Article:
British mark I tank, C.19 'Clan Leslie' behind the lines in the Chimpanzee Valley, 15 September 1916
British mark I tank, C.19 'Clan Leslie' behind the lines in the Chimpanzee Valley, 15 September 1916. IWM (Q 5574)

Battle of Flers-Courcelette (15–22 September)

Throughout July, August and September, British forces had fought bitter and costly attritional battles for woods and villages, facing strong German defences and counter-attacks. On 15 September the British launched a major attack across a wide front, while the French Sixth Army advanced to the east of Combles. In significant advances, Flers fell to the 41st Division, the 15th (Scottish) Division took Martinpuich and Canadian forces overcame the German defences around Courcelette. The battle marked the first use of tanks and the first major actions on the Somme of the New Zealand Division and the Canadian Corps.

Troops of the French 201st Infantry Regiment returning from the front line near Bronfay Farm, 23 September 1916
Troops of the French 201st Infantry Regiment returning from the front line near Bronfay Farm, 23 September 1916. IWM (Q 67719)

Battles of Morval (25–28 September) and Thiepval Ridge (26–30 September)

In the autumn rain, a joint Franco-British advance continued at Combles, Morval, Lesbœufs and Gueudecourt while the British Army launched an attack at Thiepval to secure the ridge that dominated the battlefield from Courcelette to the Schwaben Redoubt. Thiepval was eventually captured by the 18th (Eastern) Division with the formidable Schwaben Redoubt falling on 28 September.

Battles of Le Transloy (1–20 October) and the Ancre Heights (1 October–12 November)

As the weather deteriorated, the battlefield became muddy and waterlogged. The British Army continued to push north-east towards the next area of high ground, suffering heavy casualties while attacking the German defences around the Butte de Warlencourt. Meanwhile, British and Canadian forces sought to drive the remaining German troops from their defences north of Thiepval to secure the heights overlooking the valley of the River Ancre.

Battle of the Ancre (12–18 November)

On 13 November, in freezing sleet and snow, British forces attacked north of the River Ancre across the ground where they had suffered severe losses on 1 July. The 51st (Highland) Division captured Beaumont-Hamel. The 63rd (Royal Naval) Division captured Beaucourt while south of the Ancre, the 39th Division advanced past the remains of St Pierre Divion. On 18 November – the final day of the offensive – there was one final flurry of action. With the weather making the ground all but impassable, the offensive was halted.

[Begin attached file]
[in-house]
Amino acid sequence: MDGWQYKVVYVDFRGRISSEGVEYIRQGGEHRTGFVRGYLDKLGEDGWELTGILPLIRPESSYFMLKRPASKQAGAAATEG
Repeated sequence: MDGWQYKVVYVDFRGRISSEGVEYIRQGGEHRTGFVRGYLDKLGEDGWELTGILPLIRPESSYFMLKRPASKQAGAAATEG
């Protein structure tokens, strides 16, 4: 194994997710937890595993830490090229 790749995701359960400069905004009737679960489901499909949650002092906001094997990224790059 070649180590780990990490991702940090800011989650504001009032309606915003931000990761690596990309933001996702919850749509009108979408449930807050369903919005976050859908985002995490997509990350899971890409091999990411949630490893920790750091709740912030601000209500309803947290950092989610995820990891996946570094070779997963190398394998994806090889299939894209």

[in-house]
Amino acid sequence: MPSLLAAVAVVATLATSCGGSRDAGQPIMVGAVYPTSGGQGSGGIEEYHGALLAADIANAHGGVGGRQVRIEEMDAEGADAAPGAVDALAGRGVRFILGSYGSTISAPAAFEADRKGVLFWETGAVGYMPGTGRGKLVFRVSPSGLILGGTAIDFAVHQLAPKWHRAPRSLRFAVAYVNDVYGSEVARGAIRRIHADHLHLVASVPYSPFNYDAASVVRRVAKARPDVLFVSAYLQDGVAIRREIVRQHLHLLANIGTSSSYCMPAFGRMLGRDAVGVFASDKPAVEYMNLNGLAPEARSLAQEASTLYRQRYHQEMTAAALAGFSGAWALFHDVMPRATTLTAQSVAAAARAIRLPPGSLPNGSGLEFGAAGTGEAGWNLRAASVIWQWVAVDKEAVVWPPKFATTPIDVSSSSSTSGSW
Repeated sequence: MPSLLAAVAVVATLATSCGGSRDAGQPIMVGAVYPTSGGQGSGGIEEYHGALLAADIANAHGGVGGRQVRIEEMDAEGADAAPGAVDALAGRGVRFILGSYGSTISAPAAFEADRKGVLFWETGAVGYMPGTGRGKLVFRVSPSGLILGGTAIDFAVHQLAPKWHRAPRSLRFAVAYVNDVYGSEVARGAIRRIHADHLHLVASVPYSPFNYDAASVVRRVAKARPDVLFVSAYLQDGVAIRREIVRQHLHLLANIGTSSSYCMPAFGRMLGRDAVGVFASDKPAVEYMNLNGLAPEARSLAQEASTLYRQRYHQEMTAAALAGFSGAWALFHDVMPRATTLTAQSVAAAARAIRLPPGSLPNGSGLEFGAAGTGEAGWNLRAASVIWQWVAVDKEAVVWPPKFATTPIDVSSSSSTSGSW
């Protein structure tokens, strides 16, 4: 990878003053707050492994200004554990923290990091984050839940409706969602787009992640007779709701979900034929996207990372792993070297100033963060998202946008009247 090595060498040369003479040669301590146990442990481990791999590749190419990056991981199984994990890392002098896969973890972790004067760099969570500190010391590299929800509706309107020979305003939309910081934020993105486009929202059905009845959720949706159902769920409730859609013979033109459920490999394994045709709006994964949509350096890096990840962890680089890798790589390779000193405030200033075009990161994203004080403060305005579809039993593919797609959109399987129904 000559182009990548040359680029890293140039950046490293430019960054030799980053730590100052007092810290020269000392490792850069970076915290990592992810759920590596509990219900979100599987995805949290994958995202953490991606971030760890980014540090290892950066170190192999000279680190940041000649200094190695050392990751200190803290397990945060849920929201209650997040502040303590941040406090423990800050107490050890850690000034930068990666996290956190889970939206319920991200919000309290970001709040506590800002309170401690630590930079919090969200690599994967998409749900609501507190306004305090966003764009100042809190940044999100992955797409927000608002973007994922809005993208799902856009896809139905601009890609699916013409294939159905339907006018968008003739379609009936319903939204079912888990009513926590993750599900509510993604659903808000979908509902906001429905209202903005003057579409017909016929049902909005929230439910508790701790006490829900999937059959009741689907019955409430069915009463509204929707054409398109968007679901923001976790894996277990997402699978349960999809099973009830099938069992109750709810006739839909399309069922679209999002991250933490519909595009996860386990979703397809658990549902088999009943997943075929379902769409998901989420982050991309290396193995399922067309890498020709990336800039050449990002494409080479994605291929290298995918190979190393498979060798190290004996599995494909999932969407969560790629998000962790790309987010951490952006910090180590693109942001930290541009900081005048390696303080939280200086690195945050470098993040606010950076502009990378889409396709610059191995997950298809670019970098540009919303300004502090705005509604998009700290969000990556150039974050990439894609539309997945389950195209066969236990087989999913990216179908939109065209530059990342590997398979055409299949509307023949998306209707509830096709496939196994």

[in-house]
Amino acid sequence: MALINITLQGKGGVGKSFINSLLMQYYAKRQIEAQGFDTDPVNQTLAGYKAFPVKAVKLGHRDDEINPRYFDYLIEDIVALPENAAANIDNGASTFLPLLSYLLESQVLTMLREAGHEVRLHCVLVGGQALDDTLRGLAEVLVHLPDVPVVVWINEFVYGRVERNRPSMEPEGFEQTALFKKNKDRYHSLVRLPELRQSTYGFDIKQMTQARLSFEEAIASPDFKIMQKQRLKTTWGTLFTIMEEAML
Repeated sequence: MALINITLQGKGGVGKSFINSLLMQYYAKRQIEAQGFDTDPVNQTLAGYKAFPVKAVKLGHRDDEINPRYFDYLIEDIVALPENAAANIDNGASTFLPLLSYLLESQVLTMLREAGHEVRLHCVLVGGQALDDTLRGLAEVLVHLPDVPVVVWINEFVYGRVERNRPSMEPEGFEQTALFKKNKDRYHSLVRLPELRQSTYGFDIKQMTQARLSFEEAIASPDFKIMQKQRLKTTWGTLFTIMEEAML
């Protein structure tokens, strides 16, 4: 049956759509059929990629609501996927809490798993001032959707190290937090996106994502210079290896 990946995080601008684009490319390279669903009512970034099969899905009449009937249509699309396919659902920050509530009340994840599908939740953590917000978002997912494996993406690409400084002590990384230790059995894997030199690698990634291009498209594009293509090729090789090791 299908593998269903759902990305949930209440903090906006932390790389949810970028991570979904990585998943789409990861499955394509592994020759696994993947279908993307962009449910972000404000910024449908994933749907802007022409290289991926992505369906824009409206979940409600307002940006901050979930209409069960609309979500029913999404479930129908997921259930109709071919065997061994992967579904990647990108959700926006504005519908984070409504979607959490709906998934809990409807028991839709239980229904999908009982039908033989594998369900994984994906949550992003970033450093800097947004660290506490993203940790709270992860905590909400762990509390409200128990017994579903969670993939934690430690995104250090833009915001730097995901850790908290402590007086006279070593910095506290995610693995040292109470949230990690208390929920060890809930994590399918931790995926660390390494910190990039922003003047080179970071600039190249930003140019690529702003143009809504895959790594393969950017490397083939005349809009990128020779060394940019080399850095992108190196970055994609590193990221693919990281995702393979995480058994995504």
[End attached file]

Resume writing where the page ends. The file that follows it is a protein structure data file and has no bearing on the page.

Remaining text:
A chaplain of the Royal Army Chaplains' Department conducting a burial service near the trenches, Guillemont., September 1916
A chaplain of the Royal Army Chaplains' Department conducting a burial service near the trenches, Guillemont., September 1916. IWM (Q 4248)

Aftermath

An estimated 3.5 million men took part in the Battle of the Somme in 1916. By its end, well over one million had become casualties. Precise figures are almost impossible to calculate. The British official history concluded that the forces of the British Empire had suffered some 420,000 killed, wounded or missing, although the total was almost certainly higher. The French Army sustained more than 204,000 casualties. German records documented a total of nearly 430,000 killed, wounded or missing, but other estimates suggest a far greater number.

The battle had significant military, political, industrial and domestic consequences for all the countries involved. Many men returned home with physical or psychological wounds that never healed. Even those who survived unscathed would carry their experiences for the rest of their lives.

related Cemeteries & Memorials

Thiepval Anglo-French Cemetery contains the graves and memorials of 300 servicemen of the British Empire and 300 French servicemen. Rising above the cemetery is the Thiepval Memorial which bears the names of more than 72,250 British and South African servicemen who died on the Somme and who have no known grave. In addition, the memorial commemorates the Anglo-French Alliance during the First World War.

Caterpillar Valley Cemetery contains the graves and memorials of more than 5,570 servicemen of the British Empire, of whom more than 3,780 remain unidentified. Within the cemetery is the Caterpillar Valley New Zealand Memorial which bears the names of more than 1,200 New Zealand servicemen who died on the Somme and have no known grave.

Serre Road No.2 contains the graves and memorials of more than 7,120 servicemen of the British Empire, of whom more than 4,940 remain unidentified. Close by are Serre Road No.1 Cemetery, Serre Road No.3 Cemetery, and Serre-Hébuterne French Military Cemetery.